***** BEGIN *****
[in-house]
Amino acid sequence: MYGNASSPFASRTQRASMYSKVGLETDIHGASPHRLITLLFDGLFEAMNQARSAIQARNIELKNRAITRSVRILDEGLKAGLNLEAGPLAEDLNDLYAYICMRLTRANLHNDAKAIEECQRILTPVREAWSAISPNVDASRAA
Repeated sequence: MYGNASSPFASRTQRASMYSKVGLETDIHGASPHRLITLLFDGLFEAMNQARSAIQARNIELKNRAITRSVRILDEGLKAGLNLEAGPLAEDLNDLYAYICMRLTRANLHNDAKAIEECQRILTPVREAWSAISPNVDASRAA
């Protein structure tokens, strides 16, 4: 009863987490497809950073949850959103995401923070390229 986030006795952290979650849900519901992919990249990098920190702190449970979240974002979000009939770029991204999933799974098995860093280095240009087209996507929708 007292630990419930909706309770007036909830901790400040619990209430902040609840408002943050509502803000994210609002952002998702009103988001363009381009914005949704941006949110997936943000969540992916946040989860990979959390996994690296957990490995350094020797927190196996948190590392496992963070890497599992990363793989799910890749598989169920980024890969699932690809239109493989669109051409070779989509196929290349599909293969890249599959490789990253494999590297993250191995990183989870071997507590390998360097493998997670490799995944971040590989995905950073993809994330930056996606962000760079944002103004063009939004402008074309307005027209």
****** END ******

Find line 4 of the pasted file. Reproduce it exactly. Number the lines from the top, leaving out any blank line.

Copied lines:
């Protein structure tokens, strides 16, 4: 009863987490497809950073949850959103995401923070390229 986030006795952290979650849900519901992919990249990098920190702190449970979240974002979000009939770029991204999933799974098995860093280095240009087209996507929708 007292630990419930909706309770007036909830901790400040619990209430902040609840408002943050509502803000994210609002952002998702009103988001363009381009914005949704941006949110997936943000969540992916946040989860990979959390996994690296957990490995350094020797927190196996948190590392496992963070890497599992990363793989799910890749598989169920980024890969699932690809239109493989669109051409070779989509196929290349599909293969890249599959490789990253494999590297993250191995990183989870071997507590390998360097493998997670490799995944971040590989995905950073993809994330930056996606962000760079944002103004063009939004402008074309307005027209």